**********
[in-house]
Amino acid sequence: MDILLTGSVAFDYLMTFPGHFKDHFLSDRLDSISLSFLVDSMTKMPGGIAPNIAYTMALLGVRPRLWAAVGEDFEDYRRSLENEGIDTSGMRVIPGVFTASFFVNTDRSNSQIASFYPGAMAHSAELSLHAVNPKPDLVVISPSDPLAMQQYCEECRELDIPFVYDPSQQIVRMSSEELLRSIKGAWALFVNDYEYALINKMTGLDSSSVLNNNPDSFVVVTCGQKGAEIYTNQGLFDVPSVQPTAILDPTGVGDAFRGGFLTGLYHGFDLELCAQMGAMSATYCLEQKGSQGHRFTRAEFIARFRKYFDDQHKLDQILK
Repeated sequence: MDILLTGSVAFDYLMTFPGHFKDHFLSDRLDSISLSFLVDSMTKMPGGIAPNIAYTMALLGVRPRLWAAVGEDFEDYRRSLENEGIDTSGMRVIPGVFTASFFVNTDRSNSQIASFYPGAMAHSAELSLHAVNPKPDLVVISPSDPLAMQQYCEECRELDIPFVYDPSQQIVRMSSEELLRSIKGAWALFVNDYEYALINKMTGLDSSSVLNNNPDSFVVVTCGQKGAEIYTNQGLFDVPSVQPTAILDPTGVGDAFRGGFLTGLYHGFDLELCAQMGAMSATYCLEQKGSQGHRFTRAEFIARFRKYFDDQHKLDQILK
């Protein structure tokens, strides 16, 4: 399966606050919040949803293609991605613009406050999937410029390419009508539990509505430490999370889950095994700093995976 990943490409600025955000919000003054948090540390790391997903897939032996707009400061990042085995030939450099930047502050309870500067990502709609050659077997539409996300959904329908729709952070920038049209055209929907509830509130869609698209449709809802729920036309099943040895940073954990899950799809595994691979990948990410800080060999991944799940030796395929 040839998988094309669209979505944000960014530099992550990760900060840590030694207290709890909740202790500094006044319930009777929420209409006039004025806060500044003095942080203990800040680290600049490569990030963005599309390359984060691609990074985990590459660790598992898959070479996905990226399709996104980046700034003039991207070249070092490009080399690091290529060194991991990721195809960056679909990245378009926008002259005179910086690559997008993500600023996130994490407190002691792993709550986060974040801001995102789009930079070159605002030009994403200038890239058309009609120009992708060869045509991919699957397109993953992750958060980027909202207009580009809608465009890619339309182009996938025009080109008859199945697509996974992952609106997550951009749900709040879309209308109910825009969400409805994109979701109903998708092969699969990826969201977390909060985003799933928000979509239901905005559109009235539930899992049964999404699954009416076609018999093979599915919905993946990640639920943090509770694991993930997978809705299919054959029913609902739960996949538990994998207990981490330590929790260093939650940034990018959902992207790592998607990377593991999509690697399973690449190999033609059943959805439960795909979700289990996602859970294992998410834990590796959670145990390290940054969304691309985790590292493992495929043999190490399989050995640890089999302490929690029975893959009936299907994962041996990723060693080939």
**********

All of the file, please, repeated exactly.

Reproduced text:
[in-house]
Amino acid sequence: MDILLTGSVAFDYLMTFPGHFKDHFLSDRLDSISLSFLVDSMTKMPGGIAPNIAYTMALLGVRPRLWAAVGEDFEDYRRSLENEGIDTSGMRVIPGVFTASFFVNTDRSNSQIASFYPGAMAHSAELSLHAVNPKPDLVVISPSDPLAMQQYCEECRELDIPFVYDPSQQIVRMSSEELLRSIKGAWALFVNDYEYALINKMTGLDSSSVLNNNPDSFVVVTCGQKGAEIYTNQGLFDVPSVQPTAILDPTGVGDAFRGGFLTGLYHGFDLELCAQMGAMSATYCLEQKGSQGHRFTRAEFIARFRKYFDDQHKLDQILK
Repeated sequence: MDILLTGSVAFDYLMTFPGHFKDHFLSDRLDSISLSFLVDSMTKMPGGIAPNIAYTMALLGVRPRLWAAVGEDFEDYRRSLENEGIDTSGMRVIPGVFTASFFVNTDRSNSQIASFYPGAMAHSAELSLHAVNPKPDLVVISPSDPLAMQQYCEECRELDIPFVYDPSQQIVRMSSEELLRSIKGAWALFVNDYEYALINKMTGLDSSSVLNNNPDSFVVVTCGQKGAEIYTNQGLFDVPSVQPTAILDPTGVGDAFRGGFLTGLYHGFDLELCAQMGAMSATYCLEQKGSQGHRFTRAEFIARFRKYFDDQHKLDQILK
């Protein structure tokens, strides 16, 4: 399966606050919040949803293609991605613009406050999937410029390419009508539990509505430490999370889950095994700093995976 990943490409600025955000919000003054948090540390790391997903897939032996707009400061990042085995030939450099930047502050309870500067990502709609050659077997539409996300959904329908729709952070920038049209055209929907509830509130869609698209449709809802729920036309099943040895940073954990899950799809595994691979990948990410800080060999991944799940030796395929 040839998988094309669209979505944000960014530099992550990760900060840590030694207290709890909740202790500094006044319930009777929420209409006039004025806060500044003095942080203990800040680290600049490569990030963005599309390359984060691609990074985990590459660790598992898959070479996905990226399709996104980046700034003039991207070249070092490009080399690091290529060194991991990721195809960056679909990245378009926008002259005179910086690559997008993500600023996130994490407190002691792993709550986060974040801001995102789009930079070159605002030009994403200038890239058309009609120009992708060869045509991919699957397109993953992750958060980027909202207009580009809608465009890619339309182009996938025009080109008859199945697509996974992952609106997550951009749900709040879309209308109910825009969400409805994109979701109903998708092969699969990826969201977390909060985003799933928000979509239901905005559109009235539930899992049964999404699954009416076609018999093979599915919905993946990640639920943090509770694991993930997978809705299919054959029913609902739960996949538990994998207990981490330590929790260093939650940034990018959902992207790592998607990377593991999509690697399973690449190999033609059943959805439960795909979700289990996602859970294992998410834990590796959670145990390290940054969304691309985790590292493992495929043999190490399989050995640890089999302490929690029975893959009936299907994962041996990723060693080939």